Sit less and move more: the first TU/e Walking Day is a fact
A walk during your lunch break or stretch exercises behind your computer; for one person it’s a routine, for the other a ‘no-go’. Eindhoven University of Technology organized a Walking Day to stimulate researchers, employees and students to exercise more during their working day. The initiative is part of a university wide vitality program.
A 30-minute walk with colleagues brings about special conversations and new contacts. This can be concluded from the TU/e Walking Day. About twenty employees with different jobs and ages took part in the walk. A duo from Green House Office acted as guides and told a small story at important spots and building on the campus. In between, there was time for conversation.
“We organized the walk during lunch to stimulate employees to make their working day more vital”, says Marieke van Beurden, program manager Human Vitality & Technology at TU/e. Within the project ‘TU/e most vital campus’ employees and students from different departments and services are working together to stimulate people on campus to be more active. All kinds of activities are being organized but also structural changes are being implemented.
During the Walking Day, a new campaign was launched, Gamebus. This is an app which is developed by TU/e researchers and students to stimulate healthy living. In the app people can upload their activities that work towards a healthy lifestyle. For example, taking the stairs instead of the elevator or eating fruit instead of a biscuit. For each activity the participants get points. The score will add to the total amount of the department they work at. This leads to a competition between the TU/e departments.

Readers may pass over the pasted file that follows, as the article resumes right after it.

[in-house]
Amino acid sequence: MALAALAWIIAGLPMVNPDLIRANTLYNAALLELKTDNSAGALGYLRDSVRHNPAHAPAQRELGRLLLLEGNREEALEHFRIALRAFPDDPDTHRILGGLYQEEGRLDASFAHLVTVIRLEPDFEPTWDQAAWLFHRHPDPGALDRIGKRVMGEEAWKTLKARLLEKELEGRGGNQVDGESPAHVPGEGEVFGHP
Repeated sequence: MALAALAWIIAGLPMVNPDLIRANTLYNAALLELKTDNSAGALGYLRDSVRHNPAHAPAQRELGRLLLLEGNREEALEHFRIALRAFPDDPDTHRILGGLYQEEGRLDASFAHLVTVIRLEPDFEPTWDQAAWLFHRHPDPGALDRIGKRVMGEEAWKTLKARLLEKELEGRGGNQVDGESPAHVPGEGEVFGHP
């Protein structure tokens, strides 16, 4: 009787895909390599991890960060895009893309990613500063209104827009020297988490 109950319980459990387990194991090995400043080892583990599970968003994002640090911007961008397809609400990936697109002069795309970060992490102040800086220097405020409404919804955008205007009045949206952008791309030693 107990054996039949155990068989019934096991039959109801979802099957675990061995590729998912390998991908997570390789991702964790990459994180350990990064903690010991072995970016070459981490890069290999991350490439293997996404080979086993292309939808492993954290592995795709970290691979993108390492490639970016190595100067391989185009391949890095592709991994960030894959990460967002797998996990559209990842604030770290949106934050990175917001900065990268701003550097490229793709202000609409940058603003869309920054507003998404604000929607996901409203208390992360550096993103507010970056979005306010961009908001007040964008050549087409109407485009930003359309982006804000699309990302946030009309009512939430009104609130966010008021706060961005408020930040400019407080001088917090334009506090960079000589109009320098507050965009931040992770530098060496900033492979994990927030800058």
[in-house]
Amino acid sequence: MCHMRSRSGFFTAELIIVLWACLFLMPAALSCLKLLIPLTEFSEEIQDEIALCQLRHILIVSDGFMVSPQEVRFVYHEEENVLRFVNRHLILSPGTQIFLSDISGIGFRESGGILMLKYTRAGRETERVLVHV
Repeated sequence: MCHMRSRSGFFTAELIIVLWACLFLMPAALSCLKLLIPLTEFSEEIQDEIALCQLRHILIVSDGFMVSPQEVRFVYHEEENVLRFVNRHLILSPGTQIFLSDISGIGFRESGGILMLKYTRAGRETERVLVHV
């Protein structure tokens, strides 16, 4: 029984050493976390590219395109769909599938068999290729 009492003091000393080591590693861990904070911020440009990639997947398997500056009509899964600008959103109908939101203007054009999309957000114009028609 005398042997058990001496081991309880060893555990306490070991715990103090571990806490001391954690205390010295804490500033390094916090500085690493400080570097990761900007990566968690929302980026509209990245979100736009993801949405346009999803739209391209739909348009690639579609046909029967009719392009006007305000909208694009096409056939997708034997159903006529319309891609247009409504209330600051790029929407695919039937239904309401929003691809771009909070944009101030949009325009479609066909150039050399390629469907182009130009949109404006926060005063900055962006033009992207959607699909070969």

Co-developer Jens d’Hondt introduced the app to the participants of the Walking Day. For his graduation thesis Jens is focusing on the data behind the game. “I’m researching how we can motivate people to live a healthier lifestyle through the app”, he explains. He wants to achieve this by sending personal messages via email. “There are different types of people who each want to be approached and motivated in a different way.”
Besides the Walking Day event there’s also the Workwalk on campus, a track on campus you can book to have a walking meeting. It’s a 25-minute route which is indicated by blue circles on the ground. At the entrance of each department there’s a big circle that serves as meeting point. “It’s a simple concept and with this we try to lower the threshold for employees to be more active during working hours”, Ida Damen explains. She designed the Workwalk and is doing research into stimulating vitality among office employees.
“I conduct research into the possibilities to integrate exercising into work. The existing tools are mostly aimed at the lunch break where I look at exercising during working hours.” Damen says. The Workwalk is an example. There are numerous apps which support walking meetings, but according to Damen it’s important that people don’t watch their phones and have actual conversations with their colleagues. Hence the indicated route on campus. “That way the employees don’t have to think about the route to take but they can focus solely on the meeting and they know when they will return in the office again.”
Within the research program ‘Human Vitality & Technology’ they also take into account the long-term possibilities. “More TU/e researchers form different disciplines are working on vitality. Also companies want to make their employees more vital. They look at things from a pre-emptive perspective instead of curing their employees when they’re already sick”, program manager Van Beurden explains. “We use our campus as living lab to get our employees and students more active, both physically as mentally. We can share this gained knowledge and expertise and collaborate with other campuses like ASML, the High Tech Campus and Brianport Industry Campus.
Source: Innovation Origins, Linda Bak